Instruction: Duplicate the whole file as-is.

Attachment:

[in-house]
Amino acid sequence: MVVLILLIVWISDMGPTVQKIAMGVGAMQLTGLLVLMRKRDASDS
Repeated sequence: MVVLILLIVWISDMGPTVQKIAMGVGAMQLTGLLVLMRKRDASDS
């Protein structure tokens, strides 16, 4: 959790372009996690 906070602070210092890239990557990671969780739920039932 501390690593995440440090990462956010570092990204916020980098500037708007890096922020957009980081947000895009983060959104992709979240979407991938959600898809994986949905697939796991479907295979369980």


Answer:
[in-house]
Amino acid sequence: MVVLILLIVWISDMGPTVQKIAMGVGAMQLTGLLVLMRKRDASDS
Repeated sequence: MVVLILLIVWISDMGPTVQKIAMGVGAMQLTGLLVLMRKRDASDS
């Protein structure tokens, strides 16, 4: 959790372009996690 906070602070210092890239990557990671969780739920039932 501390690593995440440090990462956010570092990204916020980098500037708007890096922020957009980081947000895009983060959104992709979240979407991938959600898809994986949905697939796991479907295979369980």